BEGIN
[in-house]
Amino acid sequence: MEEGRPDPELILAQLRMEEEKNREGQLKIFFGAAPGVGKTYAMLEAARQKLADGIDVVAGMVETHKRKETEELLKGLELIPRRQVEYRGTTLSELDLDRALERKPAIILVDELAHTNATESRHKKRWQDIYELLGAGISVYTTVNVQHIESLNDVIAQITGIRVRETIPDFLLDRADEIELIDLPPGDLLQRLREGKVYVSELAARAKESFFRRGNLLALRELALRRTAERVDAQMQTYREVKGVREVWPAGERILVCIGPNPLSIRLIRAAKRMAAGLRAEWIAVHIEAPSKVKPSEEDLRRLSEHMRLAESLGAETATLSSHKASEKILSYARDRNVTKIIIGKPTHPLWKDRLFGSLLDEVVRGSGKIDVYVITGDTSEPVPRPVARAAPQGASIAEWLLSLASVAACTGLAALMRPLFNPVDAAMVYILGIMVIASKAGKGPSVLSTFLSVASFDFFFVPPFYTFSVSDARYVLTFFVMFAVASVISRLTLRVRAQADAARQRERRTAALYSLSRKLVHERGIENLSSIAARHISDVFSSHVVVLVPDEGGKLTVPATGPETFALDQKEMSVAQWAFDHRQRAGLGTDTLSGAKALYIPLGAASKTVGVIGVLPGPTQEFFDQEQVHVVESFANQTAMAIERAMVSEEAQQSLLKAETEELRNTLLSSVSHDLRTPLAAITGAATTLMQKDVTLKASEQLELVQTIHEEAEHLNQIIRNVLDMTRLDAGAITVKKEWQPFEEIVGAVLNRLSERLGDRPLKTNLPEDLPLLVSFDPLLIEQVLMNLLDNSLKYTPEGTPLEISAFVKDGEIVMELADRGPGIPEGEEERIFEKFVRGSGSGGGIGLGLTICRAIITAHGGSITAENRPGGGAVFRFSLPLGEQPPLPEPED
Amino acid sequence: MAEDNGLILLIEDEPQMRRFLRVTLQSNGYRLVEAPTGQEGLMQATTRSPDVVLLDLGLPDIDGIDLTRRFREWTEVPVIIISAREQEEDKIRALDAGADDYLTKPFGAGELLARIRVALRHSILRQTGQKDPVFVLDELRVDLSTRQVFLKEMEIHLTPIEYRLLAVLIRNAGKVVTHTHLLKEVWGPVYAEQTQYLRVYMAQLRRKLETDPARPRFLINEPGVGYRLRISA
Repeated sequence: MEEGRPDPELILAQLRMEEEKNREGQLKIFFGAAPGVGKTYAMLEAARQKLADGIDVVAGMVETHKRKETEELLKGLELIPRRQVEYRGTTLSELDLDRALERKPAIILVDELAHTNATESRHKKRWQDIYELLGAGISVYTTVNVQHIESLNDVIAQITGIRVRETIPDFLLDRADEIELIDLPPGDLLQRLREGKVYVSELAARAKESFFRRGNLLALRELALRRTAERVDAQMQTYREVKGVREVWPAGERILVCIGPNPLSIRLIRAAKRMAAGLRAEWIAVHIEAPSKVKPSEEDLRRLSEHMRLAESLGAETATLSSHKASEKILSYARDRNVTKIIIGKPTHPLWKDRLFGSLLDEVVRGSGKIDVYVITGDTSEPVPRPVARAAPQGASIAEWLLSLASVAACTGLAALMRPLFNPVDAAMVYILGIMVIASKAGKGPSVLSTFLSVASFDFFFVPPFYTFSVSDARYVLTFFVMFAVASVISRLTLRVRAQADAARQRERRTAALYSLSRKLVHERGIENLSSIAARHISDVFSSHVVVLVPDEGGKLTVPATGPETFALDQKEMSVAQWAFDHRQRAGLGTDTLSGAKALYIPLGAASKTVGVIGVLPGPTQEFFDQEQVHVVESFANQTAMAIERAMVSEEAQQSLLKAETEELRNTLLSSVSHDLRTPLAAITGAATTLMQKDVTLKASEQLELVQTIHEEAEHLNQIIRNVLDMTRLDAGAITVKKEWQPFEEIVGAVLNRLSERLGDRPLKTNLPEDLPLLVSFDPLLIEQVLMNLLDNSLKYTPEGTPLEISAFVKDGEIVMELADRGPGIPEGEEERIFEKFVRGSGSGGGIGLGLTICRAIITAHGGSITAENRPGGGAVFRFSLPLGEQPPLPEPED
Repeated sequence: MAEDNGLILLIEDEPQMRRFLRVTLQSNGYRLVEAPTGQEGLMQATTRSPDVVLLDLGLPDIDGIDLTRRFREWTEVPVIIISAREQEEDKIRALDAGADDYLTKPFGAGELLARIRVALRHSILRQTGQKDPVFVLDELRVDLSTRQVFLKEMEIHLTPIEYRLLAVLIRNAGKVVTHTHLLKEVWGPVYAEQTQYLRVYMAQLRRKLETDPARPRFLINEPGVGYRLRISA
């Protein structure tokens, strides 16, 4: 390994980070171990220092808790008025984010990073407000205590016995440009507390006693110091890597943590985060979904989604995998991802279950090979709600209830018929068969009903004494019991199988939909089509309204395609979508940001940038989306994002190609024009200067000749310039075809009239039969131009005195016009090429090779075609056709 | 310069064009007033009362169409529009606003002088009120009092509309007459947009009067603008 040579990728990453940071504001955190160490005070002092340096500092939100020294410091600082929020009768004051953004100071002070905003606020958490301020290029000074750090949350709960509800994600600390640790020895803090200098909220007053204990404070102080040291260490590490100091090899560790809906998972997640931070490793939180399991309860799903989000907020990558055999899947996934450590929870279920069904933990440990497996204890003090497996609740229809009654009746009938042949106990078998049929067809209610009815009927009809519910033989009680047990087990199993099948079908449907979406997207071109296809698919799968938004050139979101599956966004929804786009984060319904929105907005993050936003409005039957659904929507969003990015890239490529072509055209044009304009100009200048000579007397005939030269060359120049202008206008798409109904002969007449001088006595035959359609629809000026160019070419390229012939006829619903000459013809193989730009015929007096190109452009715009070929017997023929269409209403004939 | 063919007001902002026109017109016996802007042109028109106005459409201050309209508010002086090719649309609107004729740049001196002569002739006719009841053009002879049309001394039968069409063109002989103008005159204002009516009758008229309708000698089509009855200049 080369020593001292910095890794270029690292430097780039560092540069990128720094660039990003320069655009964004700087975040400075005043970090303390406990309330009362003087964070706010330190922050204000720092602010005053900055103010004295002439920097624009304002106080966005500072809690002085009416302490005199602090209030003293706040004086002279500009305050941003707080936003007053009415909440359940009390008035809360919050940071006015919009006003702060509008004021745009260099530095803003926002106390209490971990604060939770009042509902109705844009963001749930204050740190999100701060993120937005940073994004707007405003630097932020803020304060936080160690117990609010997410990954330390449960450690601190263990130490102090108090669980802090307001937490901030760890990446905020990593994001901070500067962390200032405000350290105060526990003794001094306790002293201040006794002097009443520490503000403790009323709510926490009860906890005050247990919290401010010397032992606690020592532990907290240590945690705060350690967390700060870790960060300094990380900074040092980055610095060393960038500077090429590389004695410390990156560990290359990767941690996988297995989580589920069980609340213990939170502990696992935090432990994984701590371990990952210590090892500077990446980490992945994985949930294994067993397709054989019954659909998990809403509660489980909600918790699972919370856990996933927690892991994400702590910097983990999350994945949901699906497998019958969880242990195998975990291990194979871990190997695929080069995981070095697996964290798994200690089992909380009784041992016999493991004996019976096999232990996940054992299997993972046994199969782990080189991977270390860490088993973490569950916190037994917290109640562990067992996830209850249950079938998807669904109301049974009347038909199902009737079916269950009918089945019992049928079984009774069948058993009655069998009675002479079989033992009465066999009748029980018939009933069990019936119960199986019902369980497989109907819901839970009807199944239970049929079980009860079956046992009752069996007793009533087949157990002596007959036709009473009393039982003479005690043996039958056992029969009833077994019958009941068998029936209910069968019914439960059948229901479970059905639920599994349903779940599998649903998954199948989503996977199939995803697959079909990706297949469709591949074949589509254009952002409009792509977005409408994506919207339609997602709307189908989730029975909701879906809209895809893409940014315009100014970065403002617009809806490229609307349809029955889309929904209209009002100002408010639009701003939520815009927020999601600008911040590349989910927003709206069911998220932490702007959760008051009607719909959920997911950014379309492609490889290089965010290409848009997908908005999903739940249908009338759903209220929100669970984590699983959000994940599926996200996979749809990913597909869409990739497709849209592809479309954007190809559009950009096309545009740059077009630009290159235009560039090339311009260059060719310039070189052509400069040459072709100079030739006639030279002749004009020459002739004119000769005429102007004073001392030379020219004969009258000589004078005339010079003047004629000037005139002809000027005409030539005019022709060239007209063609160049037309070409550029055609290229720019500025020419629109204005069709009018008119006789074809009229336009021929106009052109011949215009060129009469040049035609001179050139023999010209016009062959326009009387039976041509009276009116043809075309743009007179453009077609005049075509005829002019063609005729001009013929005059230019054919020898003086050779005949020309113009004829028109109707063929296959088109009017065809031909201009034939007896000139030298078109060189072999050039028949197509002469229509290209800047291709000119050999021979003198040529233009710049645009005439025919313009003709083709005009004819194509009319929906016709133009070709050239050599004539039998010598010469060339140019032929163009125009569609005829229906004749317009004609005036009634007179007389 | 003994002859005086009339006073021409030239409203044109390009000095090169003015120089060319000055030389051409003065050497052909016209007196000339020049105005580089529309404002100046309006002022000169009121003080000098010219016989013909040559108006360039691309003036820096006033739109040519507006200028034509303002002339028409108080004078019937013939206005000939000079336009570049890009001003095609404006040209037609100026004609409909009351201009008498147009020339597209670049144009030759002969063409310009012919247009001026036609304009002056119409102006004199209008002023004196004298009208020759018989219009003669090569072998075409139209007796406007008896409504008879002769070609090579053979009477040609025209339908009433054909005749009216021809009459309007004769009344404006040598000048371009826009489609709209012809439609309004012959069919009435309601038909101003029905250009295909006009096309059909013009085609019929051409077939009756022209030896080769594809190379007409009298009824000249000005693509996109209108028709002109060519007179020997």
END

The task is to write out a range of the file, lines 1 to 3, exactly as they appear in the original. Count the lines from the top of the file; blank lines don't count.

[in-house]
Amino acid sequence: MEEGRPDPELILAQLRMEEEKNREGQLKIFFGAAPGVGKTYAMLEAARQKLADGIDVVAGMVETHKRKETEELLKGLELIPRRQVEYRGTTLSELDLDRALERKPAIILVDELAHTNATESRHKKRWQDIYELLGAGISVYTTVNVQHIESLNDVIAQITGIRVRETIPDFLLDRADEIELIDLPPGDLLQRLREGKVYVSELAARAKESFFRRGNLLALRELALRRTAERVDAQMQTYREVKGVREVWPAGERILVCIGPNPLSIRLIRAAKRMAAGLRAEWIAVHIEAPSKVKPSEEDLRRLSEHMRLAESLGAETATLSSHKASEKILSYARDRNVTKIIIGKPTHPLWKDRLFGSLLDEVVRGSGKIDVYVITGDTSEPVPRPVARAAPQGASIAEWLLSLASVAACTGLAALMRPLFNPVDAAMVYILGIMVIASKAGKGPSVLSTFLSVASFDFFFVPPFYTFSVSDARYVLTFFVMFAVASVISRLTLRVRAQADAARQRERRTAALYSLSRKLVHERGIENLSSIAARHISDVFSSHVVVLVPDEGGKLTVPATGPETFALDQKEMSVAQWAFDHRQRAGLGTDTLSGAKALYIPLGAASKTVGVIGVLPGPTQEFFDQEQVHVVESFANQTAMAIERAMVSEEAQQSLLKAETEELRNTLLSSVSHDLRTPLAAITGAATTLMQKDVTLKASEQLELVQTIHEEAEHLNQIIRNVLDMTRLDAGAITVKKEWQPFEEIVGAVLNRLSERLGDRPLKTNLPEDLPLLVSFDPLLIEQVLMNLLDNSLKYTPEGTPLEISAFVKDGEIVMELADRGPGIPEGEEERIFEKFVRGSGSGGGIGLGLTICRAIITAHGGSITAENRPGGGAVFRFSLPLGEQPPLPEPED
Amino acid sequence: MAEDNGLILLIEDEPQMRRFLRVTLQSNGYRLVEAPTGQEGLMQATTRSPDVVLLDLGLPDIDGIDLTRRFREWTEVPVIIISAREQEEDKIRALDAGADDYLTKPFGAGELLARIRVALRHSILRQTGQKDPVFVLDELRVDLSTRQVFLKEMEIHLTPIEYRLLAVLIRNAGKVVTHTHLLKEVWGPVYAEQTQYLRVYMAQLRRKLETDPARPRFLINEPGVGYRLRISA